PEFHT positioned well for systemic change, executive director says

Korzeniowski says patient care will remain central focus

 

ADAM BRAMBURGER

STAFF WRITER

With the provincial government planning sweeping changes to Ontario’s health-care system, Prince Edward Family Health Team (PEFHT) executive director Debbie Korzeniowski believes her organization is well positioned.

Korzeniowski was among the health-care professionals watching closely late last month when Minister of Health and Long-Term Care Christine Elliott announced her plan to amalgamate several health delivery agencies, including Local Health Integration Networks into one called Ontario Health and introduce 30-50 regional health-teams to care for up to $300,000 people each in a professionals-driven process.

Looking forward – Prince Edward Family Health Team executive director Debbie Korzeniowski has already started having discussions with other health-care providers in anticipation of changes in the way Ontario delivers patient care. (Submitted photo)

While acknowledging that Elliott’s Feb. 26 announcement was vague in nature, Korzeniowski said Prince Edward County’s primary care providers expected they would one day be asked to enter into service delivery partnerships, they’re just not sure of the when or how. That belief has prompted a range of discussions.

“Even prior to the announcement, I had been proactive in reaching out to the hospitals in our area and talking with other community health services providers,” she said. “We were out having preliminary discussions long before Elliott announced anything and we’ll continue to do that.”

She said primary care providers are in a good position because over the years, they have had to build partnerships with community care partners and with hospitals to fulfill their ultimate patient-care responsibilities. That’s led to creativity and helped the PEFHT develop a robust network.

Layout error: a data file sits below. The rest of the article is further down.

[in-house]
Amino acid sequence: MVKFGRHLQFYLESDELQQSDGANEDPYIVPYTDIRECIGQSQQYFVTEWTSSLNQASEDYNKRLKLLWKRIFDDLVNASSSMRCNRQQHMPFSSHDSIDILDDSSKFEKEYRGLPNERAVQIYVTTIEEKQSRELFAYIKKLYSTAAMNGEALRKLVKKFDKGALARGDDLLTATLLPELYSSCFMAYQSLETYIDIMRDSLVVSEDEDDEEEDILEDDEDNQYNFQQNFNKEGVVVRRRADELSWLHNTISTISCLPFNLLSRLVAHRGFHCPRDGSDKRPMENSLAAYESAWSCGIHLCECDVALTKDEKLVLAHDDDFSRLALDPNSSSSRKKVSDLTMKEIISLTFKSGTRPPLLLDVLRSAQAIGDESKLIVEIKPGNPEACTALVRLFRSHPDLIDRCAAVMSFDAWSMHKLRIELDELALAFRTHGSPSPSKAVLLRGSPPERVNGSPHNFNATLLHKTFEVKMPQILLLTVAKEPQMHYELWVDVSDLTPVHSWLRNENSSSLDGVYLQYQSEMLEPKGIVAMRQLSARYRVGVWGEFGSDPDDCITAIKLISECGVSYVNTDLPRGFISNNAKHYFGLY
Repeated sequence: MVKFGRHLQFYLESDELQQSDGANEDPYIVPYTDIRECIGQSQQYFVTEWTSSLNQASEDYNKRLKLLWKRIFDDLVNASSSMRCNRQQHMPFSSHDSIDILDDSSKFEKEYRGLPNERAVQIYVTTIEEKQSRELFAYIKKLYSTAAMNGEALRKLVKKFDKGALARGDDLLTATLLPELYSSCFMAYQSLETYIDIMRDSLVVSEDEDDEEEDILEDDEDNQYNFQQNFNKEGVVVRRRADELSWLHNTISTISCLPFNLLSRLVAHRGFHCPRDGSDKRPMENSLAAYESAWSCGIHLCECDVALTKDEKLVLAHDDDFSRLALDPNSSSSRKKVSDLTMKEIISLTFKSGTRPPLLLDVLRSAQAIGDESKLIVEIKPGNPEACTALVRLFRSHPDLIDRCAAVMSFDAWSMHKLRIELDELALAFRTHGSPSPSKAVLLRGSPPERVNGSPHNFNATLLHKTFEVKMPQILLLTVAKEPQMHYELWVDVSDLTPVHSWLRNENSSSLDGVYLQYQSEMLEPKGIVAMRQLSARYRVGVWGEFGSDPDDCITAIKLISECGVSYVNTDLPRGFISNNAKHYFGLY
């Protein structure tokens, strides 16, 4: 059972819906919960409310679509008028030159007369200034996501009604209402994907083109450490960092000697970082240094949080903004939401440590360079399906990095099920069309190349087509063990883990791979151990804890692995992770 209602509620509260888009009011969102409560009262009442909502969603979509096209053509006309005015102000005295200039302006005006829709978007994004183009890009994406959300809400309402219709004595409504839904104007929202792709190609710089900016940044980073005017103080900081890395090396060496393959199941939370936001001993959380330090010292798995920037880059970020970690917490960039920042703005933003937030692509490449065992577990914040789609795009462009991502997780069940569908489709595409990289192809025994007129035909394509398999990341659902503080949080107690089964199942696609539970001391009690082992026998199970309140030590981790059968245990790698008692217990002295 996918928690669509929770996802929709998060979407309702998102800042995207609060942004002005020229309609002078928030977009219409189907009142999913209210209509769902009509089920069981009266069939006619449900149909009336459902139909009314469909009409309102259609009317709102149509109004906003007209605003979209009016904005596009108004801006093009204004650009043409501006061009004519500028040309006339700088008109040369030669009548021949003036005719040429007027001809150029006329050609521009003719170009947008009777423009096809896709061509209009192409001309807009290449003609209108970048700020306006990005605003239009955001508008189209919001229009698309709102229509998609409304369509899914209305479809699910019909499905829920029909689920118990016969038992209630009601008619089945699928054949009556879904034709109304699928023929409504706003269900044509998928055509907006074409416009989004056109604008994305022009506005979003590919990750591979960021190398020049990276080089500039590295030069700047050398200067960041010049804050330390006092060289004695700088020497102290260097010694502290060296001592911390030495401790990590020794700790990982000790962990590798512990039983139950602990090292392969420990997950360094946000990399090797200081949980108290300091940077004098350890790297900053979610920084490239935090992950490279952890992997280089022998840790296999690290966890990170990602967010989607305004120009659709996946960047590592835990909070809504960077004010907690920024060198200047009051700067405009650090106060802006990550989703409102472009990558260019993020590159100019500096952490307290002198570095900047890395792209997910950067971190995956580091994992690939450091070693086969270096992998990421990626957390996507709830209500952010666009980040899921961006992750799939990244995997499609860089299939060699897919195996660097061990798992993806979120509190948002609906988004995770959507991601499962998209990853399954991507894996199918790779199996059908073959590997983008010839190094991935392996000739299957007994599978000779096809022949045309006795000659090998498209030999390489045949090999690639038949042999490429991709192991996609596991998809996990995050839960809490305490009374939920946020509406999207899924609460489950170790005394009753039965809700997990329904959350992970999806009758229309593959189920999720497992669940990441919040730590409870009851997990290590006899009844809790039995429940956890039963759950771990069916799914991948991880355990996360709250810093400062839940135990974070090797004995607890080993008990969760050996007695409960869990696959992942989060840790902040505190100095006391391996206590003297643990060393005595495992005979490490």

Korzeniowski does have some concern about that 300,000 number because it might mean that the PEFHT will have to beyond the borders of Prince Edward County to find solutions for the patients it cares for.

“Locally, we have an advantage of knowing our residents, disease profiles and health needs. We always meet the patient where they’re at with the goal to providing health care to have the best possible life experience at home.”

While Korzeniowski said there has been a lot of discussion and conjecture about whether LHINs were able to achieve their mandate of co-ordinating care, the process of replacing them will be critical to ensuring patients don’t fall through the cracks of the system moving forward. She added she isn’t fearful of the future because the people in the health system understand and align with the goal of patient-centered care.

“There’s always a potential in the system for lack of clarity. We are in the community space to provide care and I think we can sort out what that means by watching the patient through their experiences or journey,” she said. “The government will be trying to watch those transitions, like coming out of the hospital, to ensure there is a good mechanism to make sure we stay on our recovery.”

Korzeniowski said she doesn’t have any inside track on when the government might consider expressions of interest or proposals for the new Ontario Health Teams, but said she doesn’t believe the sector will wait.

“The government would anticipate we’re ready to mobilize to find different ways of working and that’s the reality. It’s a proactive industry, health care, that’s for sure. We have to be anticipating that’s going to come and we need to be ready,” she said. “The government has been clear the integration they’re looking for is going to take years and Ontario Health will have growing pains — I’m sure it will — but patients still need care. We’ll keep all of that in our crosshairs and continue forward.”

According to Korzeniowski, there is a lot of information about the future of health care available on the South East LHIN web site and she encourages community members to send their questions to the PEFHT. While health-care professionals will be tasked with building a better model, they will need input.

“We are partnering with the community. They have a role to play with us. We want to make sure wherever possible we get their input and hear from them.” She said. “We’re doing our best to be prepared and ready and we’re always thankful to the community for the support they give to us at the same time.”